|Title||The Regulatory Role of Reactive Oxygen Species in Gene Expression and Protein Synthesis. The Effect of Antioxidants and Free Radical Modulators|
|Publisher||25th Anniversary FAOBMB Symposium|
25th ANIVERSARRY FAOBMB Symposium
2-5 December 1997 Manila, Philippines
BIOLOGICAL MACROMOLECULES AND LIGANDS:
Structure Interactions and Applications
Bulletin of the Philippines Society of Biochemistry and Molecular Biology
VOL. 16 1997 ISSN 0115-6403
FAOBMB 25th Anniversary Symposium
Biological Macromolecules and Ligands: Structure Interactions and Applications University of the Philippines Diliman Quezon City, Philippines
2-5 December 1997
THE REGULATORY ROLE OF REACTIVE OXYGEN SPECIES IN GENE EXPRESSION AND PROTEIN SYNTHESIS.
THE EFFECTS OF ANTIOXIDANTS AND FREE RADICAL
Laboratory of Biochemistry and Molecular Biology, Russian State Medical University, Moscow, Russia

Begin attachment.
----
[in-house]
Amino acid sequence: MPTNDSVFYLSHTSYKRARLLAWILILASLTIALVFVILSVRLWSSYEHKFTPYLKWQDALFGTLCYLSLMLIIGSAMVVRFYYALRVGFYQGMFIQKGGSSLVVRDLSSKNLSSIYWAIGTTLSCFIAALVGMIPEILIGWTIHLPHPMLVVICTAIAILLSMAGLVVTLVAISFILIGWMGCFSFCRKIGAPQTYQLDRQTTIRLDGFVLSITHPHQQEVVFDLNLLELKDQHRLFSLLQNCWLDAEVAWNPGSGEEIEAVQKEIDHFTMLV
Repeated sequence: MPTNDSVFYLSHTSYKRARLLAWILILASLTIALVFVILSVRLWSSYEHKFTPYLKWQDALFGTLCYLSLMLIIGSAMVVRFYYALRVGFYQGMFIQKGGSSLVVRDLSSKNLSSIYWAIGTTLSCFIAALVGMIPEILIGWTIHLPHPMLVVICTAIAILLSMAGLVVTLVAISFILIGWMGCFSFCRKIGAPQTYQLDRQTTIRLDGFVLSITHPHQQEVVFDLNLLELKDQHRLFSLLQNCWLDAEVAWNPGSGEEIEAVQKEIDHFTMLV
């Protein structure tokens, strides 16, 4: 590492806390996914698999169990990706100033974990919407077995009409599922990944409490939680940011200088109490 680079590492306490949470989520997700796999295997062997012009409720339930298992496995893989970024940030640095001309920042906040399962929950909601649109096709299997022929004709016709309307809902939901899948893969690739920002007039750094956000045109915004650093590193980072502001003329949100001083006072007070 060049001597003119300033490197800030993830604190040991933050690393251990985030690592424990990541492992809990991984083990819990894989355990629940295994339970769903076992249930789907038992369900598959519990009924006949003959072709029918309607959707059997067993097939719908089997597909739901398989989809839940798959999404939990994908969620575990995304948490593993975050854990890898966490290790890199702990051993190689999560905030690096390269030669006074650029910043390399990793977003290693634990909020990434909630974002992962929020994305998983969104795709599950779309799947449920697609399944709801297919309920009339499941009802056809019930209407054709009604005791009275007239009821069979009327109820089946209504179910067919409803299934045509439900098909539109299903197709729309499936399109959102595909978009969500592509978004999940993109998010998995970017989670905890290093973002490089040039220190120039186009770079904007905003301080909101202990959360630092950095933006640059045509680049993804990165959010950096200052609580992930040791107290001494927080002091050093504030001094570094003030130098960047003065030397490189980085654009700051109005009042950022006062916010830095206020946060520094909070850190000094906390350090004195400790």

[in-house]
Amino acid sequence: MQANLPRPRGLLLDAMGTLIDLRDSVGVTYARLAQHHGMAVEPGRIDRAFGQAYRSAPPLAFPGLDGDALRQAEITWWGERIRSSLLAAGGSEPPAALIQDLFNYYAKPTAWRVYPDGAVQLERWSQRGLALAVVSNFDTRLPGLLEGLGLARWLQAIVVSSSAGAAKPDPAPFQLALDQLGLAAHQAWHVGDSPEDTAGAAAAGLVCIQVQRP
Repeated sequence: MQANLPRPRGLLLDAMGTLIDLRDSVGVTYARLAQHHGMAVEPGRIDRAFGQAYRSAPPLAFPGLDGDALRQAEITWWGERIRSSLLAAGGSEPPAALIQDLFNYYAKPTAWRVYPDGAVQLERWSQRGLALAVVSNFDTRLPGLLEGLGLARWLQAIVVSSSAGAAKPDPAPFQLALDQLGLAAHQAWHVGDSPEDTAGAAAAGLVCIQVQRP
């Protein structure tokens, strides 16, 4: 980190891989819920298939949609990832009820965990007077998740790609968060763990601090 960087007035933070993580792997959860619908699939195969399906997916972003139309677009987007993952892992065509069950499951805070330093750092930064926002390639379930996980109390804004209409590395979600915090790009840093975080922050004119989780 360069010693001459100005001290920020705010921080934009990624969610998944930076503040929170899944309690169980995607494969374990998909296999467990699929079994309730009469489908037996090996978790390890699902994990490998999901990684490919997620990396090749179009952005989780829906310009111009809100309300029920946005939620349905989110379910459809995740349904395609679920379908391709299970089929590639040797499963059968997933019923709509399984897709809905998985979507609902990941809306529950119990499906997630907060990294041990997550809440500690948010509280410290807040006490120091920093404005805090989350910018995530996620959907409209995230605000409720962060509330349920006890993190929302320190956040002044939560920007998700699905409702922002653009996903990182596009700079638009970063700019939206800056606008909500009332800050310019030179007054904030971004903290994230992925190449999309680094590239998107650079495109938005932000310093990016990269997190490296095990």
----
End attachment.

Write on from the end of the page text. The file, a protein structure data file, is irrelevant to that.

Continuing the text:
In the last decade numerous studies have been going on to elucidate the role of reactive oxygen species (ROS) in the regulation of protein synthesis, in the functioning and damaging to structural proteins, as well as in the enzyme activity. A basic knowledge in the field allows developing new antioxidants and ROS modulators with potency to prevent or/and ameliorate the ROS-dependent impairment of protein homeostasis. Thus, Nacetylcystein (NAC) was found to be an effective inhibitor of ROS-induced cytoplasmic transcriptional factors NFKB and AP1. NAC can also suppress mRNA and protein synthesis for some oxidative stress-induced proteins. Contrary to that, Bio-Normalizer (BN, a fermented product of Carica papaya). known as free radical modulator, is the inducer of cytokine (TNF-α and IL-1) synthesis. It was also shown that BN was the activator of the inducible nitric oxide synthase (iNOS) in the in vitro and ex vivo conditions. BN caused the INOS induction and increased NO production by both circulating blood cells and tissue macrophages of diabetic patients. Though the nature of inhibitory and stimulatory activity of different antioxidants and ROS-modulators remains unclear, these effects may explain, at least partly, the clinical relevance of such compounds.